How often do you give and seek feedback from others at work and at home? If you’re like most people, chances are that you don’t share and/or seek out feedback as often as you should. Why do we need to give and receive feedback in the first place? So that we can learn from our mistakes made in the past, improve ourselves in the present, and be better in the future. Because life is all about having meaningful results and relationships, sharing and taking feedback from those you’re closest to goes a long way toward building those relationships and helping you produce results in your personal and work lives.

One reason we don’t share feedback with others (or are hesitant) is because giving proper feedback can be hard. Here are some possible reasons:

  • We fear hurting the other person because we might do a poor job of separating the action from the person; we know we need to give feedback on the former, not the latter, which isn’t always easy in practice.

  • We mistakenly think that it’s not mutually beneficial. We might think, “Why should we give feedback to others? What’s in it for us?” We wrongly think that giving feedback would only help them, which is simply not true. When we give feedback to others, not only can they improve, but it also makes our job easier. Plus, it improves the relationship between you both. There is no downside here. It is a win-win.

  • Another reason is that we’ve stopped caring because we think nothing positive could come of it or that the other person won’t change anything. What we forget is that sharing feedback with others becomes even more important when they feel down, depressed, or challenged.

When we do share feedback, we end up going to one extreme or the other: we either show too much courage or too much sensitivity. We forget that as with most things, a balance is required.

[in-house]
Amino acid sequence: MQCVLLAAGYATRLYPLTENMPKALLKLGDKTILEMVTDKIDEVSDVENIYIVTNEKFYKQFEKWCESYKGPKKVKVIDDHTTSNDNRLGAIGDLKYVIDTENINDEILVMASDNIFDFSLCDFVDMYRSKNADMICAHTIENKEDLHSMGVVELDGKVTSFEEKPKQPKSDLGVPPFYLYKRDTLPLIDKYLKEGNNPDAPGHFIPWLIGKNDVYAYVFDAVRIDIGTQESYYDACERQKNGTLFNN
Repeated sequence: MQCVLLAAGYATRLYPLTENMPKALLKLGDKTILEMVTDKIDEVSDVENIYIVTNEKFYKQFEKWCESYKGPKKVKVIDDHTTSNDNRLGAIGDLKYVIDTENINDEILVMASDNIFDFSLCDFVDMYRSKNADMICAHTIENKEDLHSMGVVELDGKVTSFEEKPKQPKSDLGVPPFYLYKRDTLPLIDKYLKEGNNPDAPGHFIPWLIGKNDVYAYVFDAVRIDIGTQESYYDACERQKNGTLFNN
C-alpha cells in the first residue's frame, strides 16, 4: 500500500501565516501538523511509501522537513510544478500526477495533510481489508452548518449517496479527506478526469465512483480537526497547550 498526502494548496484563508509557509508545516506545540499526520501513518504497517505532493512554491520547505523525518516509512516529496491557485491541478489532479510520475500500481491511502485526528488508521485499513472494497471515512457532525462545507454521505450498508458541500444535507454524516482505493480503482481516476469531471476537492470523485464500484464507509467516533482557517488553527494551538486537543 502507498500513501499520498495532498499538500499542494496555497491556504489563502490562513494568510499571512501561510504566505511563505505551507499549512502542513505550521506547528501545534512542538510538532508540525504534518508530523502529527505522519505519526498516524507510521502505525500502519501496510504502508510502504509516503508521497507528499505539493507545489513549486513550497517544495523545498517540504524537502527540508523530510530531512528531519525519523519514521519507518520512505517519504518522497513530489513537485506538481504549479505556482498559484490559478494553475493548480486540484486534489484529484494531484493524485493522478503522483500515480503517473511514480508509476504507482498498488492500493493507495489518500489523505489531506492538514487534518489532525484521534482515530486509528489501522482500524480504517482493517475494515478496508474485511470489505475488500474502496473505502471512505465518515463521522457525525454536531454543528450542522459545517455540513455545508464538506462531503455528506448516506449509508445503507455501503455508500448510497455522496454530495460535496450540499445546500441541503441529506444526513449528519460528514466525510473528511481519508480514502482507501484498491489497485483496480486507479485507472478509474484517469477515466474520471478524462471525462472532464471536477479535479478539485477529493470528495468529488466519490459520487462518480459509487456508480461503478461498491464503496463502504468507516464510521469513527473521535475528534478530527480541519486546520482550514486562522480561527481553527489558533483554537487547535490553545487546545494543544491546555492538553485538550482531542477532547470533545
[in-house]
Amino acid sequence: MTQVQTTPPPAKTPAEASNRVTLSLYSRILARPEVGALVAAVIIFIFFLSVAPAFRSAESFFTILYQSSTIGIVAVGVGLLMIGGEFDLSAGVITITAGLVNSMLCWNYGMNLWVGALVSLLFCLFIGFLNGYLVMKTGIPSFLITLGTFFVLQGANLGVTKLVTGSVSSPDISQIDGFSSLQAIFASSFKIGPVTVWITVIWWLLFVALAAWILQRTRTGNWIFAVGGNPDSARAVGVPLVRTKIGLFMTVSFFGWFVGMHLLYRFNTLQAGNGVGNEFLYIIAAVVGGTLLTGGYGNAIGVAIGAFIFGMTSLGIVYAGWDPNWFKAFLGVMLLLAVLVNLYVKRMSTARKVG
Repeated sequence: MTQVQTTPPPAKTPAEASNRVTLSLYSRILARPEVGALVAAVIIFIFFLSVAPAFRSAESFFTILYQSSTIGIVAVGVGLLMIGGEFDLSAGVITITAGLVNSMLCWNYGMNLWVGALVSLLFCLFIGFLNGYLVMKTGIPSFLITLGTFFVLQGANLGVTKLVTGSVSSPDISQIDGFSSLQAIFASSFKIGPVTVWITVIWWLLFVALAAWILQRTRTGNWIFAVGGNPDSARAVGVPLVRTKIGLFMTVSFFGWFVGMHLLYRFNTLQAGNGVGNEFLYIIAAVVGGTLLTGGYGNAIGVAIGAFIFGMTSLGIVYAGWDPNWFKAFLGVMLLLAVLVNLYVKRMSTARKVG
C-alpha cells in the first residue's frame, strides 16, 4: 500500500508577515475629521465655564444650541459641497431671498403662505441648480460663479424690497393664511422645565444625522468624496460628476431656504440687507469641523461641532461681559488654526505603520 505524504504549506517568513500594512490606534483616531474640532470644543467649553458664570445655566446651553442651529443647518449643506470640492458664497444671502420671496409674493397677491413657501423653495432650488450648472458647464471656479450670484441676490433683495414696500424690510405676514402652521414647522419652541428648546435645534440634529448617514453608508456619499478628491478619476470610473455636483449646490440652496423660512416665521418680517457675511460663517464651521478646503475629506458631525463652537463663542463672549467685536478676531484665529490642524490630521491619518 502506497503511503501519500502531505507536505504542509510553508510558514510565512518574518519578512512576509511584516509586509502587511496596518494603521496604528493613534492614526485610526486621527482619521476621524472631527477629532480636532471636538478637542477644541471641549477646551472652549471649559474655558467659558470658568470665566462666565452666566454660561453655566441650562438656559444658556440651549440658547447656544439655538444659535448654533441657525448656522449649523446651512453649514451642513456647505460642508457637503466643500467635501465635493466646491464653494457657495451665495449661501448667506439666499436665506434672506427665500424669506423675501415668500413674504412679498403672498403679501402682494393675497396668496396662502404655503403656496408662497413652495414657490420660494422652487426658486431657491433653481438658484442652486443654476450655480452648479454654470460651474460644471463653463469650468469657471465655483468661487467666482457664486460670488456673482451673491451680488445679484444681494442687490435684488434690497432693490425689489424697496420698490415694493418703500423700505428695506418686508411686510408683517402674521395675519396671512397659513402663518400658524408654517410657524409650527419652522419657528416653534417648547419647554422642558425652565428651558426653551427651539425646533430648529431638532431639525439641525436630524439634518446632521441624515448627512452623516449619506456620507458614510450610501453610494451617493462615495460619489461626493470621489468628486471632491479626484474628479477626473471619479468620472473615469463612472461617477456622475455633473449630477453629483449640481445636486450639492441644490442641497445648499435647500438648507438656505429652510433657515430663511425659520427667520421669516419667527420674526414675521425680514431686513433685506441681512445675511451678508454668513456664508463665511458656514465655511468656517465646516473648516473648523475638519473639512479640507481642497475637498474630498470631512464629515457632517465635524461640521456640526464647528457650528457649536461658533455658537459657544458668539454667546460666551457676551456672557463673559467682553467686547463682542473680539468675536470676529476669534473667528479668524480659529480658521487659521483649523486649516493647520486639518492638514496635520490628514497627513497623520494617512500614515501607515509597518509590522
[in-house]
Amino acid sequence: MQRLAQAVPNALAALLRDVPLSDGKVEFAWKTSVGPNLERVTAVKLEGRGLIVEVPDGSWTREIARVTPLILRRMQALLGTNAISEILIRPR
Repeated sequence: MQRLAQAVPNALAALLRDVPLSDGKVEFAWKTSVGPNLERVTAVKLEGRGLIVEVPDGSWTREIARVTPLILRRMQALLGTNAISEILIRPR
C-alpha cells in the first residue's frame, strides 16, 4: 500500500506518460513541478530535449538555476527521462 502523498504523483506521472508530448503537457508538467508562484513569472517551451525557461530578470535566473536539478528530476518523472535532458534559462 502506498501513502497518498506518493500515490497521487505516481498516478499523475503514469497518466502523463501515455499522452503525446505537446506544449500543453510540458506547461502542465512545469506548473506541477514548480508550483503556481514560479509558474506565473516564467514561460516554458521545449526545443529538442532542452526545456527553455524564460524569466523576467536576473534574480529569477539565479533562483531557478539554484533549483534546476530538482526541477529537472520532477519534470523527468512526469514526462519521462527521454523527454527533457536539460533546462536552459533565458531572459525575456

The first step in sharing feedback with others is getting consent from the person you’re sharing feedback with. You can share feedback only when they are willing to receive.

Remember, the purpose of sharing feedback is not for satisfying your personal requirement, but for satisfying mutual needs. It’s a win-win situation.

When giving feedback, always keep your emotions in check. Your feedback should be driven by logic, not emotion. When sharing feedback, you want to be calm and objective. Always share feedback while keeping empathy in mind.

Feedback is always given purposefully and regularly, and is not dependent on one’s “mood”. It is always given as a suggestion.

Frame your feedback in terms of what the other person did right and what they could improve upon. The order of giving feedback is important here. It is always good to point out things the other person is doing well before telling them what they can improve upon. Consider it a preamble, if you will. Focus on the action/behavior of the person instead of the person. Avoid making it personal. Just because the other person made a mistake doesn’t make them bad.

Avoid being vague when giving feedback. Make it specific. Simply knowing what the problem is won’t help if they don’t know what they can do specifically to improve. The more specific you can be, the higher the chances are that they will improve because there’s clarity involved.

Deliver the feedback for what needs to change in a positive light instead of a negative criticism. We do it this way because our right brain cannot visualize negative statements. The feedback we share should be based on personal experience/fact and not based on belief or feedback of other people. It should be about matters in which change can be brought about immediately and not matters that are difficult to change. Effective feedback is always positive and balanced (never negative). It nurtures the relationship (deposit) of both involved and never strains it. Always confirm with the other person whether the feedback you shared was rightly understood. Then, decide on a time in the near future to follow up on the feedback to ensure the action was completed.